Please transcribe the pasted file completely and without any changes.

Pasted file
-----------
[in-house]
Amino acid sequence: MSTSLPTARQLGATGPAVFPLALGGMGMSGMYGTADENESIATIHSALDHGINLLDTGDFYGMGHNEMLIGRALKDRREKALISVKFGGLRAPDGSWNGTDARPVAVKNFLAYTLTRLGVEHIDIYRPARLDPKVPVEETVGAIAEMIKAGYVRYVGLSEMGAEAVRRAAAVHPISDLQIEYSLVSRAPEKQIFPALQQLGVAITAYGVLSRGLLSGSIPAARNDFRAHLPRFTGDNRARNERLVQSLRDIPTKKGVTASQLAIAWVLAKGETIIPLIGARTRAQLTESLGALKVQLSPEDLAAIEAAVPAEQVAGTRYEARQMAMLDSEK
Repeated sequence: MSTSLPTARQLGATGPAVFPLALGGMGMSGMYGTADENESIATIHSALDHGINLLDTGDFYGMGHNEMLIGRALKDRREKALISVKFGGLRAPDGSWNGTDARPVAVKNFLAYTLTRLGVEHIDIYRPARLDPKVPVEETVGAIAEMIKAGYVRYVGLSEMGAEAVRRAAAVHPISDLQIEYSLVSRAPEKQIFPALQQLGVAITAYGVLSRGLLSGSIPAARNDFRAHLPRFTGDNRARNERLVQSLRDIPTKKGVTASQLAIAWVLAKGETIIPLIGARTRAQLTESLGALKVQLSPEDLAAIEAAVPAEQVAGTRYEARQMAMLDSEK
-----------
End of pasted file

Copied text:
[in-house]
Amino acid sequence: MSTSLPTARQLGATGPAVFPLALGGMGMSGMYGTADENESIATIHSALDHGINLLDTGDFYGMGHNEMLIGRALKDRREKALISVKFGGLRAPDGSWNGTDARPVAVKNFLAYTLTRLGVEHIDIYRPARLDPKVPVEETVGAIAEMIKAGYVRYVGLSEMGAEAVRRAAAVHPISDLQIEYSLVSRAPEKQIFPALQQLGVAITAYGVLSRGLLSGSIPAARNDFRAHLPRFTGDNRARNERLVQSLRDIPTKKGVTASQLAIAWVLAKGETIIPLIGARTRAQLTESLGALKVQLSPEDLAAIEAAVPAEQVAGTRYEARQMAMLDSEK
Repeated sequence: MSTSLPTARQLGATGPAVFPLALGGMGMSGMYGTADENESIATIHSALDHGINLLDTGDFYGMGHNEMLIGRALKDRREKALISVKFGGLRAPDGSWNGTDARPVAVKNFLAYTLTRLGVEHIDIYRPARLDPKVPVEETVGAIAEMIKAGYVRYVGLSEMGAEAVRRAAAVHPISDLQIEYSLVSRAPEKQIFPALQQLGVAITAYGVLSRGLLSGSIPAARNDFRAHLPRFTGDNRARNERLVQSLRDIPTKKGVTASQLAIAWVLAKGETIIPLIGARTRAQLTESLGALKVQLSPEDLAAIEAAVPAEQVAGTRYEARQMAMLDSEK